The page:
On which mankind has gazed
Through all the ages we’ve sojourned –
   And still we are amazed.

The poets pen; the songsters sing;
   The lovers’ hearts are warmed;
The dreamer ponders mysteries,
   And all are daily charmed.

Those shining gems against the black,
   God placed precisely, right.
Like diamonds, He spread stars against
   The velvet of the night.

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” Slack your rope, hangs-a-man,
O slack it for a while;
I think I see my father coming,
Riding many a mile. ”
” O father, have you brought me gold?
Or have you paid my fee?
Or have you come to see me hanging
On the gallows-tree? ”
” I have not brought you gold;
I have not paid your fee;
But I have come to see you hanging
On the gallows-tree. ”

” Slack your rope, hangs-a-man,
O slack it for a while;
I think I see my mother coming,
Riding many a mile. ”
” O mother, have you brought me gold?
Or have you paid my fee?
Or have you come to see me hanging
On the gallows-tree? ”
” I have not brought you gold;
I have not paid your fee;
But I have come to see you hanging
On the gallows-tree. ”
(And so on for brother, sister, aunt, uncle, cousin, etc.)

” Slack your rope, hangs-a-man,
O slack it for a while;
I think I see my true-love coming
Riding many a mile. ”
” O true-love, have you brought me gold?
Or have you paid my fee?
Or have you come to see me hanging
On the gallows-tree? ”
” Yes, I have brought you gold;
Yes, I have paid your fee;
Nor have I come to see you hanging
On the gallows-tree. ”

———————————————————

song (4:07) https://www.youtube.com/watch?v=M2YzDPL_osg

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37054282594_cdaee07054_o

Monument
Apex of Vermont
Of man’s works.

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The picture is mine of the Vermont Battle Monument in Bennington.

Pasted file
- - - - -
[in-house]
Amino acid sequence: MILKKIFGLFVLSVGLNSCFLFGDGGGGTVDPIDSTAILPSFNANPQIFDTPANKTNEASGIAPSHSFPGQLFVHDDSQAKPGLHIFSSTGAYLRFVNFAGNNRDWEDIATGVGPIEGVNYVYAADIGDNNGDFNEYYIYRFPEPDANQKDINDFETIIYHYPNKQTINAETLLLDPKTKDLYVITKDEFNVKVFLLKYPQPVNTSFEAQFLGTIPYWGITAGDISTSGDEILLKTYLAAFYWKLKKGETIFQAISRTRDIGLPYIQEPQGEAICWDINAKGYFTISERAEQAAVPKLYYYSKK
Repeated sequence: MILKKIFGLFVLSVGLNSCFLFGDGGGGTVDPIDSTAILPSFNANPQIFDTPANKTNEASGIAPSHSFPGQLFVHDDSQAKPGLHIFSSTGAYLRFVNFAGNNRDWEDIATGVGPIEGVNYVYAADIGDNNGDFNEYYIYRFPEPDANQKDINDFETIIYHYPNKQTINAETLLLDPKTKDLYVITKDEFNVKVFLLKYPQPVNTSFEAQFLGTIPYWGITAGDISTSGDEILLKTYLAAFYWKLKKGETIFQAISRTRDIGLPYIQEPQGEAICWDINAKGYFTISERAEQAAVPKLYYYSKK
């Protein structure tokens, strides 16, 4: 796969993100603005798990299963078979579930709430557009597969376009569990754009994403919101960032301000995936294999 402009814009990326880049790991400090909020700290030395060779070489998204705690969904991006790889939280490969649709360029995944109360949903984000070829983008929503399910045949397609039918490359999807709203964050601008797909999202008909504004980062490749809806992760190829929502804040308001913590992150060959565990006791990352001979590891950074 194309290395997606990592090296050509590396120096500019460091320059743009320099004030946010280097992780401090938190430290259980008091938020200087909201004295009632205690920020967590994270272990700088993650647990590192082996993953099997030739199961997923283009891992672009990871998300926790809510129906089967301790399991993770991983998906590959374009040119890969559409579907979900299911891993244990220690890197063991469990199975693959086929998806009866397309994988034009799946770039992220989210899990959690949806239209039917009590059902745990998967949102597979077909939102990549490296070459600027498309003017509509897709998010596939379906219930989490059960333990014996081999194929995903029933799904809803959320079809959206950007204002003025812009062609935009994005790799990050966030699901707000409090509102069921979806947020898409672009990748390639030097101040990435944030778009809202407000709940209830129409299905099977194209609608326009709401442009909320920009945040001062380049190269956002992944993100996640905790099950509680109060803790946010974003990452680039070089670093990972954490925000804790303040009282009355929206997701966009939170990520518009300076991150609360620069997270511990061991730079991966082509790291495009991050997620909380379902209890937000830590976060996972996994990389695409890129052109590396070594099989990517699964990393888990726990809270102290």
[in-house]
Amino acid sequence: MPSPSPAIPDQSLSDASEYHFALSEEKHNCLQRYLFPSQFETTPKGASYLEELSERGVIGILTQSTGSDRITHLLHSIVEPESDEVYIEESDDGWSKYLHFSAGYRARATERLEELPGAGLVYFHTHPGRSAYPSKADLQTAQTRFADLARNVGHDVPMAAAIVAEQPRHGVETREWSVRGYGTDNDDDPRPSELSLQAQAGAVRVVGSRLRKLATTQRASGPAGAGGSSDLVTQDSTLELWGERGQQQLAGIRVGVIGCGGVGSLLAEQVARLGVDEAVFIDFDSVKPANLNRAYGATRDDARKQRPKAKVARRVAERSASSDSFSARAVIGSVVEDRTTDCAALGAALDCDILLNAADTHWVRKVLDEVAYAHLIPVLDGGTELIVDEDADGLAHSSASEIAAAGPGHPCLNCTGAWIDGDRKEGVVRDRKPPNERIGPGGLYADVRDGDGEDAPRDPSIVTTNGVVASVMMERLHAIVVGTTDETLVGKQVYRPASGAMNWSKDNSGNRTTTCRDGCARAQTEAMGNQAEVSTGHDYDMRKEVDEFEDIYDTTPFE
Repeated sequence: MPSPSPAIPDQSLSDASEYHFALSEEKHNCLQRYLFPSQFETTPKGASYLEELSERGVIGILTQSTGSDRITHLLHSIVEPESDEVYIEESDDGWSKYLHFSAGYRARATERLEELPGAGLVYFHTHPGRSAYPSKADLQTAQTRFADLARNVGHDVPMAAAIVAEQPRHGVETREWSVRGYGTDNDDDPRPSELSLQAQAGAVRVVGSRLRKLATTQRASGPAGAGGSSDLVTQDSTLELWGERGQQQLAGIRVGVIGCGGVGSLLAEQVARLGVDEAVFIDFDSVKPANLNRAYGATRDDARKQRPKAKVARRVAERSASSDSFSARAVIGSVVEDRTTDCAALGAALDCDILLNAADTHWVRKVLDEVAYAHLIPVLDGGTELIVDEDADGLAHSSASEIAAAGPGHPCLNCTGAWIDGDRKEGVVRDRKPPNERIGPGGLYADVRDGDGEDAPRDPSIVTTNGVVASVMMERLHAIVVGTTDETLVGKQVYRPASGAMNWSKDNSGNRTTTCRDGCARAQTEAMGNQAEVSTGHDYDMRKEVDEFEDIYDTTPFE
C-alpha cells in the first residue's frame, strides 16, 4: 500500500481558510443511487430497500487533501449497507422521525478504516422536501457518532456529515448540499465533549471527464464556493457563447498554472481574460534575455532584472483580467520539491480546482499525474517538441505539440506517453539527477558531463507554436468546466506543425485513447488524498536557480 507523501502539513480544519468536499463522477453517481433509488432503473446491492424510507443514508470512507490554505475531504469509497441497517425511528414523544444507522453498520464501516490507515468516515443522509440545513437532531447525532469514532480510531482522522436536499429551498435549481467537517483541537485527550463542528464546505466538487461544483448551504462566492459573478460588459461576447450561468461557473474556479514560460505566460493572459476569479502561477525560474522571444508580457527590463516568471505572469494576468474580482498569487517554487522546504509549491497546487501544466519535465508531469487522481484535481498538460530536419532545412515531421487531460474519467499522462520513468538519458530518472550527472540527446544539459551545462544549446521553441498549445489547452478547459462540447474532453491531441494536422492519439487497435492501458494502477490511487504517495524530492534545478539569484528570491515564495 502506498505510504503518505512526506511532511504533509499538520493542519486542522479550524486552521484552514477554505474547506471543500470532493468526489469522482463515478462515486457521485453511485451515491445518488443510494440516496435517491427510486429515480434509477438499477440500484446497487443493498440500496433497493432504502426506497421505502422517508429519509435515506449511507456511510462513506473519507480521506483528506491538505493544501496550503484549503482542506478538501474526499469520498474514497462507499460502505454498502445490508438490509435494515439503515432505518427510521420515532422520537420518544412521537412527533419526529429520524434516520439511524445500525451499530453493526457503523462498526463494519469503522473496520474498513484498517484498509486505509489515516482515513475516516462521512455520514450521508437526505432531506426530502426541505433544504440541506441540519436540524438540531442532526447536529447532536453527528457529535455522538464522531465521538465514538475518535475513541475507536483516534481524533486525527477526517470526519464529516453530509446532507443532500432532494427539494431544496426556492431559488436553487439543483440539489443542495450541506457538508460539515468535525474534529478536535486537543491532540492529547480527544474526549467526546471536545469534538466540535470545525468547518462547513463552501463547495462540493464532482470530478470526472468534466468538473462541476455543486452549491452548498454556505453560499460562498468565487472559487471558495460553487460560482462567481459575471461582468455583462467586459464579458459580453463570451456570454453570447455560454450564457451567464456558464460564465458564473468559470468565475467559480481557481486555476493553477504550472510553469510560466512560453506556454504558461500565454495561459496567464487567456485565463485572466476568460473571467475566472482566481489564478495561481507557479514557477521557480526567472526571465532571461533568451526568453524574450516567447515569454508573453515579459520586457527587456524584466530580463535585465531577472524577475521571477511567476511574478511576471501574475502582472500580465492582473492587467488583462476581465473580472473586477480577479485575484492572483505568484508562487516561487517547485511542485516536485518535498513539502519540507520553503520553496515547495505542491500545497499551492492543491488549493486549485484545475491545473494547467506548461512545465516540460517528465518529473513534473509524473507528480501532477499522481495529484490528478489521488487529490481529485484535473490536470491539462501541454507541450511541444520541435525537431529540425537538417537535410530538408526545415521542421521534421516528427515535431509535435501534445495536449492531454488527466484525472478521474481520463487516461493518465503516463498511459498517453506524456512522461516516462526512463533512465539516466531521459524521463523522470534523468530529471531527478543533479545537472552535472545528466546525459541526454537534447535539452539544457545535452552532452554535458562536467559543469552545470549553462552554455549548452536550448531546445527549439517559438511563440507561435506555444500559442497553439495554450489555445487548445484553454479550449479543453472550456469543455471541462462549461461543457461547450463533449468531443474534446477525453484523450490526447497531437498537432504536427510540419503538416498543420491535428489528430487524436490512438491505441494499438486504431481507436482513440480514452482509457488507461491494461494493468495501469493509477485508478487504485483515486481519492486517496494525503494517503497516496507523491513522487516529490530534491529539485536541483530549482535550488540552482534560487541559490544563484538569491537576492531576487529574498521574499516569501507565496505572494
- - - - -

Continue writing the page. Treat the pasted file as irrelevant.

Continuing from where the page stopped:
It commemorates the Battle of Bennington in the American Revolutionary War.

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* The haiku I write are lines of 3-5-3 syllables instead of 5-7-5.

See Haiku article here for explanation, if needed: https://thebardonthehill.wordpress.com/2011/08/08/haiku/
—————————-

© Dennis Allen Lange, 2019.

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Not charity we ask,
Nor yet thy gift refuse;
Please thy light fancy with the easy task
Only to look and choose. 

The little-heeded toy
That wins thy treasured gold
May be the dearest memory, holiest joy,
Of coming years untold. 

Heaven rains on every heart,
But there its showers divide,
The drops of mercy choosing, as they part,
The dark or glowing side. 

One kindly deed may turn
The fountain of thy soul
To love’s sweet day-star, that shall o’er thee burn
Long as its currents roll! 

The pleasures thou hast planned, –
Where shall their memory be
When the white angel with the freezing hand
Shall sit and watch by thee? 

Living, thou dost not live,
If mercy’s spring run dry;
What Heaven has lent thee wilt thou freely give,
Dying, thou shalt not die! 

He promised even so!
To thee his lips repeat, –
Behold, the tears that soothed thy sister’s woe
Have washed thy Master’s feet.

 

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d day

The waves, as ocean waves will do,
Rolled toward the sandy beach.
Wave after wave rolled from the sea
To stretch toward land and reach.

Once there, the sand resisted more,
And waves died on its breast.
But wave and wave and wave rolled in
Without a moment’s rest.

The sand stood firm in its defense
And dunes and cliffs stood guard.
But still the waves in stubborn lines
Rolled in, though it was hard.

And inch by costly inch was gained:
The waves rolled farther in
And made the beach dark with the stain
They left as dying men.

Still onward rolled the wondrous waves;
Still higher rose the tide,
Until the land was o’ercome by
What could not be denied.

——————————————————————

© Dennis Allen Lange, 2019.